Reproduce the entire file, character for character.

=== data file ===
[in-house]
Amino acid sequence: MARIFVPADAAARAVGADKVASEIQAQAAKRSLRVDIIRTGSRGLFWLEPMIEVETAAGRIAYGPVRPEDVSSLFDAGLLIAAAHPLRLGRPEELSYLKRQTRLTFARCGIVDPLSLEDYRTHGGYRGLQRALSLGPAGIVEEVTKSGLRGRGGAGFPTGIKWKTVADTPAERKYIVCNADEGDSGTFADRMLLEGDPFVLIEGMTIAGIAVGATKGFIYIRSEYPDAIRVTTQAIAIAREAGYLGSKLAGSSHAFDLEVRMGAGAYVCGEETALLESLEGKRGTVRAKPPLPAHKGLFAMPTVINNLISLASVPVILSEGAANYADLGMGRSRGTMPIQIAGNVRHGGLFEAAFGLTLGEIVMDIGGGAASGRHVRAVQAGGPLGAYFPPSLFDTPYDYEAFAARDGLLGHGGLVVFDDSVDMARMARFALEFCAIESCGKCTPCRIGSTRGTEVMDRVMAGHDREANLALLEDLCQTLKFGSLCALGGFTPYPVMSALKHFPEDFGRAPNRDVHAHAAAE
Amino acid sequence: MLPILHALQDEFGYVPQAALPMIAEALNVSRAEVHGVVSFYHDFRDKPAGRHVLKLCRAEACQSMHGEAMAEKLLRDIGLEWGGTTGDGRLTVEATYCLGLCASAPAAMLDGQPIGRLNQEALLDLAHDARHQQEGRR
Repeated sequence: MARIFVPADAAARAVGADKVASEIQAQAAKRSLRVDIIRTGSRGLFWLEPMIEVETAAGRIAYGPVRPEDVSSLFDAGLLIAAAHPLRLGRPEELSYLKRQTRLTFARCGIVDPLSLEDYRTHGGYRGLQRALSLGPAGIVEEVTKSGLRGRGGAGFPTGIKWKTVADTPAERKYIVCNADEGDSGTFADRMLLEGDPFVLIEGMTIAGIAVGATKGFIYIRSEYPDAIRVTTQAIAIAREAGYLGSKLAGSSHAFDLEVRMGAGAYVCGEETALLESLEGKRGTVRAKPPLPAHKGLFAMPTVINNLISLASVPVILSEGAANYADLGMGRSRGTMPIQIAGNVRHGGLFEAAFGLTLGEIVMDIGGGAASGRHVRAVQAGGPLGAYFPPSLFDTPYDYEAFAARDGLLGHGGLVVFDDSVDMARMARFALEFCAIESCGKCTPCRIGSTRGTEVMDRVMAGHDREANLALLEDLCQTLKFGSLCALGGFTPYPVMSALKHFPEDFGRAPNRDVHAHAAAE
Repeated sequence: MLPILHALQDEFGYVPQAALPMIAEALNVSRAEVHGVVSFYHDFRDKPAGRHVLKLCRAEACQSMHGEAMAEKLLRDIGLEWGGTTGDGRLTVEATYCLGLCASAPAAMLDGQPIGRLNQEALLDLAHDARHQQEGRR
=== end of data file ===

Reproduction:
[in-house]
Amino acid sequence: MARIFVPADAAARAVGADKVASEIQAQAAKRSLRVDIIRTGSRGLFWLEPMIEVETAAGRIAYGPVRPEDVSSLFDAGLLIAAAHPLRLGRPEELSYLKRQTRLTFARCGIVDPLSLEDYRTHGGYRGLQRALSLGPAGIVEEVTKSGLRGRGGAGFPTGIKWKTVADTPAERKYIVCNADEGDSGTFADRMLLEGDPFVLIEGMTIAGIAVGATKGFIYIRSEYPDAIRVTTQAIAIAREAGYLGSKLAGSSHAFDLEVRMGAGAYVCGEETALLESLEGKRGTVRAKPPLPAHKGLFAMPTVINNLISLASVPVILSEGAANYADLGMGRSRGTMPIQIAGNVRHGGLFEAAFGLTLGEIVMDIGGGAASGRHVRAVQAGGPLGAYFPPSLFDTPYDYEAFAARDGLLGHGGLVVFDDSVDMARMARFALEFCAIESCGKCTPCRIGSTRGTEVMDRVMAGHDREANLALLEDLCQTLKFGSLCALGGFTPYPVMSALKHFPEDFGRAPNRDVHAHAAAE
Amino acid sequence: MLPILHALQDEFGYVPQAALPMIAEALNVSRAEVHGVVSFYHDFRDKPAGRHVLKLCRAEACQSMHGEAMAEKLLRDIGLEWGGTTGDGRLTVEATYCLGLCASAPAAMLDGQPIGRLNQEALLDLAHDARHQQEGRR
Repeated sequence: MARIFVPADAAARAVGADKVASEIQAQAAKRSLRVDIIRTGSRGLFWLEPMIEVETAAGRIAYGPVRPEDVSSLFDAGLLIAAAHPLRLGRPEELSYLKRQTRLTFARCGIVDPLSLEDYRTHGGYRGLQRALSLGPAGIVEEVTKSGLRGRGGAGFPTGIKWKTVADTPAERKYIVCNADEGDSGTFADRMLLEGDPFVLIEGMTIAGIAVGATKGFIYIRSEYPDAIRVTTQAIAIAREAGYLGSKLAGSSHAFDLEVRMGAGAYVCGEETALLESLEGKRGTVRAKPPLPAHKGLFAMPTVINNLISLASVPVILSEGAANYADLGMGRSRGTMPIQIAGNVRHGGLFEAAFGLTLGEIVMDIGGGAASGRHVRAVQAGGPLGAYFPPSLFDTPYDYEAFAARDGLLGHGGLVVFDDSVDMARMARFALEFCAIESCGKCTPCRIGSTRGTEVMDRVMAGHDREANLALLEDLCQTLKFGSLCALGGFTPYPVMSALKHFPEDFGRAPNRDVHAHAAAE
Repeated sequence: MLPILHALQDEFGYVPQAALPMIAEALNVSRAEVHGVVSFYHDFRDKPAGRHVLKLCRAEACQSMHGEAMAEKLLRDIGLEWGGTTGDGRLTVEATYCLGLCASAPAAMLDGQPIGRLNQEALLDLAHDARHQQEGRR